The infection, known as “Bagle” or “Beagle,” appears to be the handiwork of spammers keen to collect a batch of e-mail addresses they can then re-sell to other spam e-mail marketers or keep for their own use.
“Bagle” also contains code that could turn an infected computer into a veritable “spamming” machine.
Security experts said it is patterned after the recent “Sobig” and “Mimail” outbreaks, which also turned scores of computers into zombie machines that spammers can control remotely to send torrents of get-rich-quick and sex aid messages to other computer users.
“It seems perfectly possible that Bagle is yet another worm written by spammers. When they have enough infected computers, they could automatically install invisible e-mail proxy servers on each machine and start spamming through them,” said Mikko Hypponen, research manager at Finnish anti-virus firm F-Secure.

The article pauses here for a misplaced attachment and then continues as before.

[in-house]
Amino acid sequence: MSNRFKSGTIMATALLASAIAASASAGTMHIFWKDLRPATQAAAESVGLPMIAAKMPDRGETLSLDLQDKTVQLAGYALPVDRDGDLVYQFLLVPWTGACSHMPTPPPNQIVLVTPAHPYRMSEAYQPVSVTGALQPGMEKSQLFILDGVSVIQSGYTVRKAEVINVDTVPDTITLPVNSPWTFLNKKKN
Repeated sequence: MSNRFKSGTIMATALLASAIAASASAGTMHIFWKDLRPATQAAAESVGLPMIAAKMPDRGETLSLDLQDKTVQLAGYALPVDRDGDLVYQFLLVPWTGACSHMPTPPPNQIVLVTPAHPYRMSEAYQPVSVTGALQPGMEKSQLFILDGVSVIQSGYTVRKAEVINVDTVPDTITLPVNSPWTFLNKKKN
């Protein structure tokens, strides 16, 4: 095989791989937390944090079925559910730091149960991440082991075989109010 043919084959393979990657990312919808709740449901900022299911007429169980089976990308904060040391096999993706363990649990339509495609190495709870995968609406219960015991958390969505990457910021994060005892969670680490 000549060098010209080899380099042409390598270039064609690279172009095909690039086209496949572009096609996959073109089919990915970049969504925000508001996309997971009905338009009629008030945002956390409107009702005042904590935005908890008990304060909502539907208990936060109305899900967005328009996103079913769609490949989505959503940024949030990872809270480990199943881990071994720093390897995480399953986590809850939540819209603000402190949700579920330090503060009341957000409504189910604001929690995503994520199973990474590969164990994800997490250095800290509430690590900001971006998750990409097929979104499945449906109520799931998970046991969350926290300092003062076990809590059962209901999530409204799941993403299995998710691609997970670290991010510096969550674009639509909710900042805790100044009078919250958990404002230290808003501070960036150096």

A host of virus-detection firms had placed their most severe ratings on the e-mail, noting it was spreading quickly from Asia through Europe and now to the United States.
The e-mail infection, or worm, contains a familiar subject line of “Hi” and an executable file attachment identified by “.exe.” The body of the e-mail contains random characters.
The virus is triggered once a computer user clicks on the attachment, setting in motion an aggressive e-mail harvesting program that scans all documents on the infected computer and throughout the network it is attached to.
Computer analysts said most corporate e-mail filters should be able to block the infected e-mail, but that home users were particularly vulnerable.